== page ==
Laravel

Welcome to Lesson Ten of Eloquent by Example!

We now approach the heart of Eloquent - Relationships!

We've already seen how an ORM, with its use of model classes, is very different conceptually from a simple Query Builder tool. Those same ideas apply here, as well. If you think of Eloquent Relationships as nothing more than syntax sugar to deal with joins, you will really miss out on the strengths of using an ORM. Eloquent is a rich and powerful tool that will not only make your development easier, but keep your database records clean and in sync.

To be honest, I could have made this entire course on nothing more than this particular chapter of the documentation. When you stop and think that Eloquent is on the scale of projects such a Doctrine, that isn't so far-fetched. You are going to need to keep the docs handy while you work, and expect to take some time to master things. For that reason, we aren't going to go over code examples of every type of join, every type of constraint...that's pointless, over-whelming, and goes against the philosophy behind these lessons. Instead, we will look at some of the most useful points and use them to think about how we'd like to set up our applications.

Let's get to it!

Today we'll learn:

  • How to set up relationships in our Models
  • Saving child records

To make sure that we start clean, we're going to work with Hamsters today. You should also have a default migration and model for User that came with your Laravel install.

Setup Hamster with the following:

php artisan make:model Hamster -m
$table->unsignedInteger('user_id');
$table->string('name');

You'll notice we use an "unsignedInteger" - this is because the default increment type is an unsigned integer, as well. Run your migration, and then create two Users with any technique you like, such as Tinker or a Route::get() you can throw away:

\App\User::create([
    'id' => 1,
    'name' => 'Jeff',
    'email' => 'jeff@codebyjeff.com',
    'password' => \Hash::make('pass123'),
]);

\App\User::create([
    'id' => 2,
    'name' => 'Sam',
    'email' => 'sam@codebyjeff.com',
    'password' => \Hash::make('pass123'),
]);

Great! We are ready to go.

Saving Child records:

The boss has asked us to hook up the backend for a new screen in our application. The logged in user is able to add the names of all their hamsters. Some have quite a few of them.

We'll develop this by just using:

$user = \App\User::find(1);

so we can ignore using Auth::login() logic that doesn't really relate to what we are doing. After that, it should just be a matter of saying:

\App\Hamster::create([ 'name' => 'Furry', 'user_id' => $user->id]);

Well...no. We could do this, and it would work...mostly. The thing is, we aren't allowing our ORM to control and decide things. What happens if some later developer mistakenly adds some other code between finding our User and creating our Hamster? We might end up with a bad relationship.

Better is to tell Eloquent, "This Hamster belongs to that User - link them up, please". The relationship is created programmatically and there are no tears from the hamster owner.

To do this we want to first tell the models about the relationship. A User can have many Hamsters, so we'll put a hasMany() link on the User model like so:

function hamsters() {
    return $this->hasMany('App\Hamster');
}

There is an inverse of this, as well - belongsTo() - and many people get confused and think that both of these need to be set up initially for the relationship code to work. They do not - only for the direction you plan to use. If we wanted to find a Hamster and then see who its owner was, we would add belongsTo('App\User') to the Hamster model, but we are fine for now.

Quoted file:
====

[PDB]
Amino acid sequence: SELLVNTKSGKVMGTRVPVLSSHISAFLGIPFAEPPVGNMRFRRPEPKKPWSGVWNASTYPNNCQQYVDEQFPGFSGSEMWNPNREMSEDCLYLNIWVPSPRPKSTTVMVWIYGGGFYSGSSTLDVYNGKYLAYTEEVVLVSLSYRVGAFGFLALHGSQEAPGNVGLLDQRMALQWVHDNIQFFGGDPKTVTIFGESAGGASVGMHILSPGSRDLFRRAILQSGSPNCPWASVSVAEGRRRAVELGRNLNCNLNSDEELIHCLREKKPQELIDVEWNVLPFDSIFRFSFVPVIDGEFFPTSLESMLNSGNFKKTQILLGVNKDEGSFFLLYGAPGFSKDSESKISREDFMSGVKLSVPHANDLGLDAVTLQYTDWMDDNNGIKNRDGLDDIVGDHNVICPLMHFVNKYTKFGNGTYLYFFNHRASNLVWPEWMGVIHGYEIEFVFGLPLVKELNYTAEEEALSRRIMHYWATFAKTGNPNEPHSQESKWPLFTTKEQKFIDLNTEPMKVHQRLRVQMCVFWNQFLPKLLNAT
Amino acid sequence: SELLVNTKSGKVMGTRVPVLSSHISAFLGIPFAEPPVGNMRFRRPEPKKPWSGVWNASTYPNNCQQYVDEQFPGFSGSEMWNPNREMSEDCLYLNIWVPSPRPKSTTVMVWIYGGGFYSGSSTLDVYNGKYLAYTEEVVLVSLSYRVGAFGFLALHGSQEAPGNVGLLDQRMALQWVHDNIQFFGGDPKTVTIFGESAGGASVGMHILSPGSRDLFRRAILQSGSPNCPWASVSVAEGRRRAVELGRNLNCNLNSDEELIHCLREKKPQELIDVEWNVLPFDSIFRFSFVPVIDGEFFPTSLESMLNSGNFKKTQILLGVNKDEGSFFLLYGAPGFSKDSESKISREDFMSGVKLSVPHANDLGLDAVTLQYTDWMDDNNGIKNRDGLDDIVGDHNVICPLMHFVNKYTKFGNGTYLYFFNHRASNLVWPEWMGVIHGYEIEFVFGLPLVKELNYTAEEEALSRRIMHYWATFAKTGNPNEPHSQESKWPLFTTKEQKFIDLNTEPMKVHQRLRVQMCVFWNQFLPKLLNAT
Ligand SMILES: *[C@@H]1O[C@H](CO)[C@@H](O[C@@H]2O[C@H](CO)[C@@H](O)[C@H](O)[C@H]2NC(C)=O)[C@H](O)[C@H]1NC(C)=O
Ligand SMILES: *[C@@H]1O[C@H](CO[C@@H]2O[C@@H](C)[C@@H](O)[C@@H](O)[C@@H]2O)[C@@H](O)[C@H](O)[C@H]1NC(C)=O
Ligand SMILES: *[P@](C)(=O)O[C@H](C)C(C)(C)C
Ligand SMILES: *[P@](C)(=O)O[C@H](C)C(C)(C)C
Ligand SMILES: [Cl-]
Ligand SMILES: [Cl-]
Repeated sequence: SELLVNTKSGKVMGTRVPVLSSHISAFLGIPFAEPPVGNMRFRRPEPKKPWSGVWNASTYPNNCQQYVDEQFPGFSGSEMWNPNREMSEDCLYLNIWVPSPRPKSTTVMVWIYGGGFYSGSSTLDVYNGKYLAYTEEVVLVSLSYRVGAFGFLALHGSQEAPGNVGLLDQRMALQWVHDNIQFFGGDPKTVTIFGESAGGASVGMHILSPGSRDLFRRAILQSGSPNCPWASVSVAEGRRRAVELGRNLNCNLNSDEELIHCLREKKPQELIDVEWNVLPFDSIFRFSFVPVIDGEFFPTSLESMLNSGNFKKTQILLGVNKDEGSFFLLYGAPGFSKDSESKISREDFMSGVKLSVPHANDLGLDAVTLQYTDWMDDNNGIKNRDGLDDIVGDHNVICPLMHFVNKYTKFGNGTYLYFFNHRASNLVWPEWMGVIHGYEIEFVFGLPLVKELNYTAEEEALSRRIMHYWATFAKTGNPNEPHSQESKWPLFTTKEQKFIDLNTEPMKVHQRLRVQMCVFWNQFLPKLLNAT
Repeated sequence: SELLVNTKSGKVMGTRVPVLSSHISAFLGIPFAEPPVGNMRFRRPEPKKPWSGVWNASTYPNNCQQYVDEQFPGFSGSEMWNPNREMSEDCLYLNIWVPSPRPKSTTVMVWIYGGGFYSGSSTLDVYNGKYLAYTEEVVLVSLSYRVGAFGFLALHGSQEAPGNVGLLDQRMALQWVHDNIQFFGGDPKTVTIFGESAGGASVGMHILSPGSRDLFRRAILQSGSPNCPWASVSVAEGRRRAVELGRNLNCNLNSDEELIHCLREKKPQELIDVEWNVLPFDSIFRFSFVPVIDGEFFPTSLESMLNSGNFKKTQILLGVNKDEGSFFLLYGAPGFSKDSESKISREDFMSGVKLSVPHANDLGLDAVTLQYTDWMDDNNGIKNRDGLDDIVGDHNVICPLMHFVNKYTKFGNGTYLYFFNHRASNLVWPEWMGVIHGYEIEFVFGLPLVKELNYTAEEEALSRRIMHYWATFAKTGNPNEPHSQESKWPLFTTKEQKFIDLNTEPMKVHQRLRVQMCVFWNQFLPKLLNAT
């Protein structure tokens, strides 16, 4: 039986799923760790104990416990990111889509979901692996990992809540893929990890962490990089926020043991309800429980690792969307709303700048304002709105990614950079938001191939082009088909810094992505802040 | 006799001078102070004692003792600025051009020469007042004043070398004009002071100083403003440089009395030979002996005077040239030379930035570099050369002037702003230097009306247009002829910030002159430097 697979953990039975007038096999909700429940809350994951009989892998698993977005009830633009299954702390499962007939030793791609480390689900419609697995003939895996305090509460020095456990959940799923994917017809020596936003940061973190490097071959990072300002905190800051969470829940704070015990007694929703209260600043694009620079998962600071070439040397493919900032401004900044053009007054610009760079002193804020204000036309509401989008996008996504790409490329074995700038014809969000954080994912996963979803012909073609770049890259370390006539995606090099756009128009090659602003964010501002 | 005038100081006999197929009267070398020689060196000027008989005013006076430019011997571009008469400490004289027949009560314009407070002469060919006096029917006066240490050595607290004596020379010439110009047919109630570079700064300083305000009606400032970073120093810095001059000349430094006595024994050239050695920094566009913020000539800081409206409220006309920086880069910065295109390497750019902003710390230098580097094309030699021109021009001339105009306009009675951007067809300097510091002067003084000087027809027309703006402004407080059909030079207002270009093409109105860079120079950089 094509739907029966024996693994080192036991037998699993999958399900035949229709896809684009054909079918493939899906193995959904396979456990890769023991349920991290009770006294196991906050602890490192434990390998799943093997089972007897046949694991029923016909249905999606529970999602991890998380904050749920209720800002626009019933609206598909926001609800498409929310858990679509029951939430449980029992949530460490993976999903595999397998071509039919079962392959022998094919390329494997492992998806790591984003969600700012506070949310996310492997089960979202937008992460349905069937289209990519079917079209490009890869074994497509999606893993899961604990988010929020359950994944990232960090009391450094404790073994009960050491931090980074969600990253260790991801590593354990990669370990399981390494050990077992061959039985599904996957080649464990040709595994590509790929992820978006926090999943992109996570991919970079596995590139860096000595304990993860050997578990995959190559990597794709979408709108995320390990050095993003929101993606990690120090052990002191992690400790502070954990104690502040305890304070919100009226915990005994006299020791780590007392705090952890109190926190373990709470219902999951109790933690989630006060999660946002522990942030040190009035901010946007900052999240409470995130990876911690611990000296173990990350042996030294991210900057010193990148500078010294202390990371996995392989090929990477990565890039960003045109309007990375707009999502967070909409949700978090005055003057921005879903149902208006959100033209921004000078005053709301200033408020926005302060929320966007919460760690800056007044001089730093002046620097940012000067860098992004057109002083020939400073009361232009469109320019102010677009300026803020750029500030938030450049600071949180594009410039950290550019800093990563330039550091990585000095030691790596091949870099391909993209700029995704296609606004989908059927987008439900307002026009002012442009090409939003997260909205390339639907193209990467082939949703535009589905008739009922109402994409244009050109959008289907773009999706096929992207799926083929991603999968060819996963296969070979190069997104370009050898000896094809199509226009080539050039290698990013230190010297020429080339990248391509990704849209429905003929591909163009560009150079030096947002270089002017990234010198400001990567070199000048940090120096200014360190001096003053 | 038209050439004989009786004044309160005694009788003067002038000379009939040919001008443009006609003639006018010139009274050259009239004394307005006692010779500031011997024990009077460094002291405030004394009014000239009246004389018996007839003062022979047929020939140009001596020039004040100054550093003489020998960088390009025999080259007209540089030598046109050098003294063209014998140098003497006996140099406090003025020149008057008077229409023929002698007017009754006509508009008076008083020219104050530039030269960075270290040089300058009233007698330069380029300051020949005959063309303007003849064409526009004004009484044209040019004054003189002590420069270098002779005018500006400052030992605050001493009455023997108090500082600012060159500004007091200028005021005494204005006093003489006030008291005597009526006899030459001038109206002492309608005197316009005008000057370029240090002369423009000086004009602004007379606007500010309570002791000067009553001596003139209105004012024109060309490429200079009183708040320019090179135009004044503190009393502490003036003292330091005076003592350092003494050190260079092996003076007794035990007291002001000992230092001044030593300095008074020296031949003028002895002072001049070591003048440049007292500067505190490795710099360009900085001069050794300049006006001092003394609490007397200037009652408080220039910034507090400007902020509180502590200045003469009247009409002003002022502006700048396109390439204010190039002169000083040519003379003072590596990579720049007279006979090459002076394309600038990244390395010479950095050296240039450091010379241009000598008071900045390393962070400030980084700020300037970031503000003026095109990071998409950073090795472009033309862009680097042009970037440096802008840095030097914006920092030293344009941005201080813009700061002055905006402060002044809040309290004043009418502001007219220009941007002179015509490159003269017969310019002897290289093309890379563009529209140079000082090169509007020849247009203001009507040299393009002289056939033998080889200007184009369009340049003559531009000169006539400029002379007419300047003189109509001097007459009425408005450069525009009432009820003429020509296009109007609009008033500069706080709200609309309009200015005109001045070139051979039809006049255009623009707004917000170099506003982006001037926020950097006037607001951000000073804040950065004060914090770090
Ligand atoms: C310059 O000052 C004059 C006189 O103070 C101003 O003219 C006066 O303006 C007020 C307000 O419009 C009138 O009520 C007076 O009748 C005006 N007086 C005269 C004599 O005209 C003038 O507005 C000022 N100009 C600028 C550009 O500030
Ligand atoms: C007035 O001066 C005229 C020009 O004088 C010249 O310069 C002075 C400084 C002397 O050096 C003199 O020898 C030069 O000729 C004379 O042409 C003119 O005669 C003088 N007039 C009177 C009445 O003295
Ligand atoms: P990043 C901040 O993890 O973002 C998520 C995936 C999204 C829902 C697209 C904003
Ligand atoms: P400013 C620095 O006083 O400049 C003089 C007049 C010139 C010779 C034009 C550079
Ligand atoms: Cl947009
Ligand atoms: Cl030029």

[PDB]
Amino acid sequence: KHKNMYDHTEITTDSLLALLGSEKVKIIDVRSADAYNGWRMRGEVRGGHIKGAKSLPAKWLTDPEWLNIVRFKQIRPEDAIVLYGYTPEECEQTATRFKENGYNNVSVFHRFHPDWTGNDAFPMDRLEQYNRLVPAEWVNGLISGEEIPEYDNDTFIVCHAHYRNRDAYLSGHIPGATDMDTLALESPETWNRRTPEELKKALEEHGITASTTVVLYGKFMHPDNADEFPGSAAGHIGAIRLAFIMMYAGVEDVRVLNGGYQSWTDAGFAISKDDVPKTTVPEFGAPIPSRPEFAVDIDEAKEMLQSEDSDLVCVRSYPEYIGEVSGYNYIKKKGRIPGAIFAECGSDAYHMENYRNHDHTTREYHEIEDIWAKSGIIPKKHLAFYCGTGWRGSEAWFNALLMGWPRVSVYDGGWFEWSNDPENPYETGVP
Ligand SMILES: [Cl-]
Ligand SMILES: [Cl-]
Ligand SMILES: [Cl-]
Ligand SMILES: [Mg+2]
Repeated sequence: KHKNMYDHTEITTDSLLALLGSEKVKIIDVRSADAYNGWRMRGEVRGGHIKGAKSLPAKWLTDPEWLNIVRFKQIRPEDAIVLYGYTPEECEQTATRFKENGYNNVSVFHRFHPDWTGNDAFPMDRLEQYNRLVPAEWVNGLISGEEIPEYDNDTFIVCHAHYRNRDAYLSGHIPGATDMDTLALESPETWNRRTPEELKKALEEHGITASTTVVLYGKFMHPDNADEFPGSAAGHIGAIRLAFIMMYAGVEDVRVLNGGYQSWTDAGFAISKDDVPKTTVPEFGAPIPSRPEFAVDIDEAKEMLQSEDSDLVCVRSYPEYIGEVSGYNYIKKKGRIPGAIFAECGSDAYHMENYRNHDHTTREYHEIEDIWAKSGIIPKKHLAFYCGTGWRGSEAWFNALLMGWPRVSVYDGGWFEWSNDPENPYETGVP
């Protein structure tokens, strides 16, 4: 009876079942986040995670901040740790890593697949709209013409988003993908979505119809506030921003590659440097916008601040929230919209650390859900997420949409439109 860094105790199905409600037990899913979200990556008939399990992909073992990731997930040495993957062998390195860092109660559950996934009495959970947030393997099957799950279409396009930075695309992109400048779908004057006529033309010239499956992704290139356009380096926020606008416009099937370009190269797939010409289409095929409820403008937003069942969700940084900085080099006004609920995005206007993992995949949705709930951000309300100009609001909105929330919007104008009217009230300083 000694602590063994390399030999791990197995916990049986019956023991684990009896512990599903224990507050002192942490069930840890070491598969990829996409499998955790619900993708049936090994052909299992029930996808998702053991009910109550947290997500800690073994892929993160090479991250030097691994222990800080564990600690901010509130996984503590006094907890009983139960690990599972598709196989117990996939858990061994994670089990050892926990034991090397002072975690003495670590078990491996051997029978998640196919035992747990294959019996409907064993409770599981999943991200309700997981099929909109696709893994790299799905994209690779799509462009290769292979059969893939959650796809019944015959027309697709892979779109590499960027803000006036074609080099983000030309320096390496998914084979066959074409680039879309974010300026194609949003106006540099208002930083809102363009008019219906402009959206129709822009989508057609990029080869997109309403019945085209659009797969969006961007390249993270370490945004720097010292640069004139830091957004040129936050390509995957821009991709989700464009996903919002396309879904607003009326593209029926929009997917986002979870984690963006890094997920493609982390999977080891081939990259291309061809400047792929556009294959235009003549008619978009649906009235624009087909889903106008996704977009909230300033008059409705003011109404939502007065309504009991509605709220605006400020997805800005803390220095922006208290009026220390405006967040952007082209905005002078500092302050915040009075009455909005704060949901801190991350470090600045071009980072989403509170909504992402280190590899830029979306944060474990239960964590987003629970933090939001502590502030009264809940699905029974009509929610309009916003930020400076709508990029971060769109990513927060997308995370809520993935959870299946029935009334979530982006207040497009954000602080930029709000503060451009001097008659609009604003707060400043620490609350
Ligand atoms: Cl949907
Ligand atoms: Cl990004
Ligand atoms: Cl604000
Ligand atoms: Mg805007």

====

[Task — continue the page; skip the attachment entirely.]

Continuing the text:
Now let's make some Hamsters! I'd suggest once again working from a Route::get('hamsters', function(){ ... }); as it will be much easier to work with than Tinker for this.

We still have one more thing to consider. We have small paradox at the moment. We need to make a Hamster in order to pass it to the User; however, a Hamster requires a user_id in order to save to the database. What do we do?

Remember the difference between new App\Hamster([]) and App\Hamster::create([])? This is a perfect example of where we want to set up the Hamster instance, but then let Eloquent take over.

$user = \App\User::find(1);

$hamster = new \App\Hamster([ 'name' => 'Furry']);

$user->hamsters()->save($hamster);

There is also a "saveMany()" function that might be more useful to us in this case, but all good. Let's check it and make sure Furry found his owner:

dd(\App\User::find(1)->hamsters()->get());

will give us a Collection of Hamsters.

Just a couple of important concepts before we stop for today that can help you understand when "things look weird".

1) For our purposes today, \App\User::find(1)->hamsters is just short-hand for \App\User::find(1)->hamsters()->get(). You'll actually find yourself using the shorter form most of the time, but it was good to see what was being called internally.

2) "hamsters" is just a function name. It can be "rats" and still call the Hamster model inside the function.

3) "hamsters()" is just a function. Anything can go inside it. For example, we can name it something clear and call a scope on the Hamsters model:

function oldHamsters(){
    return $this->hasMany('App\Hamster')->getOldHamsters();
}

where getOldHamsters() is just a model scope such as we made earlier.

Make sure those last three ideas are clear and play with them a little bit. We're going to look at more complicated relationships in our next few lessons.

See you then!

Lesson 11: Relationships II

Further Reading:

https://laravel.com/docs/5.3/eloquent-relationships#defining-relationships

https://laravel.com/docs/5.3/eloquent-relationships#inserting-and-updating-related-models